He joined the Dawa Party in college. At the time, the Islamist party, founded by an uncle of the anti-American cleric Moktada al-Sadr, was already largely underground. Saddam Hussein saw its religious philosophy and predominantly Shiite membership as a threat. In 1979, shortly after he seized power, Mr. Hussein ordered the arrests of all Dawa Party members nationwide. In Mr. Maliki’s home district alone, at least 70 men were detained; most were never seen again.

Mr. Maliki was one of fewer than five who escaped. He took refuge in Syria, moved to Iran and then returned to Syria.

While Shiite Islamist parties like Dawa are often accused of being close to Iran, Mr. Maliki saw the Iranians as neighbors but not always friends, his associates said. Dawa’s exiles were treated as “unwelcome guests” in Iran, said Sami Alaskary, a member of Parliament and a close friend of the prime minister.

He recalled one occasion when Mr. Maliki sought permission from the Iranians to send a Dawa operative across the border to Iraq. After Mr. Maliki had waited for weeks, an Iranian official called to say that the answer was ready but that Mr. Maliki needed to pick it up at the border office. It was winter and bitter cold, but he made the 14-hour drive there. When he arrived, the paper said: “Permission denied.” “That person who called him to tell him the answer was ready, he knew it was a rejection but he didn’t tell him; he did it to humiliate him,” Mr. Alaskary said.

Mr. Maliki did not return to Iraq until the American-led invasion of 2003. When he was chosen as prime minister in April 2006, he was not a familiar figure to the general public, and he appeared stiff and nervous in his first press conference. He had served as a deputy leader in the Dawa Party and was picked only after months of wrangling in which Kurdish and Sunni officials combined to block the renomination of the interim prime minister, Ibrahim al-Jaafari, the Dawa leader.

Mr. Jaafari had earned a reputation as being indecisive, and had angered Kurdish and Sunni leaders by seeming to favor Shiite interests too much. Mr. Maliki's reputation was as someone more direct and forceful, and he stressed during his initial appearance a determination not to favor his sect above others.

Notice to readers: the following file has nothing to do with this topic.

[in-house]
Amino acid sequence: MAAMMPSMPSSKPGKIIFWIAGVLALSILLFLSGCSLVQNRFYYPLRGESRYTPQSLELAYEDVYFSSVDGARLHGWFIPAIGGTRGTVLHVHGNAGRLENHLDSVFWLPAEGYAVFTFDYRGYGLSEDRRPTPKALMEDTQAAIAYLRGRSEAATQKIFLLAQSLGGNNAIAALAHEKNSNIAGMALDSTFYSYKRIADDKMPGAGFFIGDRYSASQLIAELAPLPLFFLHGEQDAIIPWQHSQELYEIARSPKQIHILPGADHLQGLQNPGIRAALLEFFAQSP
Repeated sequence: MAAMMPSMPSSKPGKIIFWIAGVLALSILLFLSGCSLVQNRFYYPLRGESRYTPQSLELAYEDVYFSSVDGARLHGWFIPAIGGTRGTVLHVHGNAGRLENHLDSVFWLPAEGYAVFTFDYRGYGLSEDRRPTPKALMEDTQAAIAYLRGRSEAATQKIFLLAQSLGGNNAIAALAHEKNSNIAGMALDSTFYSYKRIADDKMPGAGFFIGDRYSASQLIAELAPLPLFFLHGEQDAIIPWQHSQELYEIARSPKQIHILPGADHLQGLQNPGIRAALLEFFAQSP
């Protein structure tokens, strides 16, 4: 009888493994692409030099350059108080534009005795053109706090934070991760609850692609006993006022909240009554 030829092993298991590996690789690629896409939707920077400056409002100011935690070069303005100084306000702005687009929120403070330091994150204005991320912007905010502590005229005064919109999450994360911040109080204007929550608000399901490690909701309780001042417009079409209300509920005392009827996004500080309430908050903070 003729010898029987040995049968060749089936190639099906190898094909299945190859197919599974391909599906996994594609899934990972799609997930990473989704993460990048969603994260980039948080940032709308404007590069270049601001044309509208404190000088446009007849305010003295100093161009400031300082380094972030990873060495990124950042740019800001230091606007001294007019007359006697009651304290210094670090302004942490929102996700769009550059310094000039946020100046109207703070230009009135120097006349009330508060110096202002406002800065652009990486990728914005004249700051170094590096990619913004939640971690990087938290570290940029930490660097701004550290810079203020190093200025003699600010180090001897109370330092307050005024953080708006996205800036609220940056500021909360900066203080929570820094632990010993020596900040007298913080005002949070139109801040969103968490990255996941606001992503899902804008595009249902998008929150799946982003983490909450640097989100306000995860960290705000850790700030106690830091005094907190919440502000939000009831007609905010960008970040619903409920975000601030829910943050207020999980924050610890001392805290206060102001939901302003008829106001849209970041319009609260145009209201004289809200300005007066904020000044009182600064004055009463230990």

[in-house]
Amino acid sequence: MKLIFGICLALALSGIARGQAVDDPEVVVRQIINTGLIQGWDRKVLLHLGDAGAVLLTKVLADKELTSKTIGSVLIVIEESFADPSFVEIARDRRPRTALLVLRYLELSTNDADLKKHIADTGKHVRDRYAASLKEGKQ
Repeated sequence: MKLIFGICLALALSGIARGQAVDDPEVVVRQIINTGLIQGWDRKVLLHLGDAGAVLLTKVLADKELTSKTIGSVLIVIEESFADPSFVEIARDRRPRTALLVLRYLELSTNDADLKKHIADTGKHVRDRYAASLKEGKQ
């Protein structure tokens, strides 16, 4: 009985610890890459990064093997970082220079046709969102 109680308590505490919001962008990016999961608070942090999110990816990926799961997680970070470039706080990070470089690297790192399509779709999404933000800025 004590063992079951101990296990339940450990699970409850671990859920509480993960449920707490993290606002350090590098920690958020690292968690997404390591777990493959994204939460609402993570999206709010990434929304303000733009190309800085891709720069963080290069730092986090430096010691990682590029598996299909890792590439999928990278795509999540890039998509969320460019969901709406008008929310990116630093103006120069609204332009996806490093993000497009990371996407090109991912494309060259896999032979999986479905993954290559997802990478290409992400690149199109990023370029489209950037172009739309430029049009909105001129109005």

But the key votes in the caucus of Shiite parties that chose him to be Mr. Jaafari's successor were cast by Mr. Sadr, who thereby thwarted the ambitions of his longtime rival, Abdul Aziz al-Hakim, the head of the political party now known as the Islamic Supreme Council of Iraq.

As 2006 dragged bloodily on, American commanders expressed frustration with Mr. Maliki, saying that he appeared to be protecting the Mahdi Army and other militias. Mr. Maliki, for his part, lashed out at American attempts to force him to commit himself to a timetable for progress on an American-dictated set of benchmarks.

In January 2007, Mr. Maliki and Mr. Bush appeared to reach an understanding that allowed for the American president to proceed with an increase in combat troops, and American commanders reported less interference from the government. Over the course of the spring Mr. Maliki weathered a boycott of his government by Mr. Sadr's party, who protested his cooperation with the U.S., and open maneuvering by Mr. Hakim to form a new government in an alliance with Kurds and moderate Sunnis. Eventually, Mr. Maliki and Mr. Hakim appeared to reach an understanding, although one that has frayed regularly.

At the same time, Mr. Maliki struggled to meet milestones for progress on political reconciliation set out by the U.S., and American officials, while still backing him in disputes with other parties, criticized his government as corrupt and inefficient. Mr. Maliki responded by asserting his independence, first by supporting a timeline for the withdrawal of American troops that was close to that advocated by Barack Obama as a presidential candidate, and then by forcing Washington to make significant concessions in return for a Status of Forces agreement that would allow U.S. forces to remain in the country after the end of 2008.

As a June 30, 2009 deadline approached, Maliki called the impending withdrawal of American combat troops from Iraq's cities a "great victory," a repulsion of foreign occupiers he compared to the rebellion against British troops in 1920.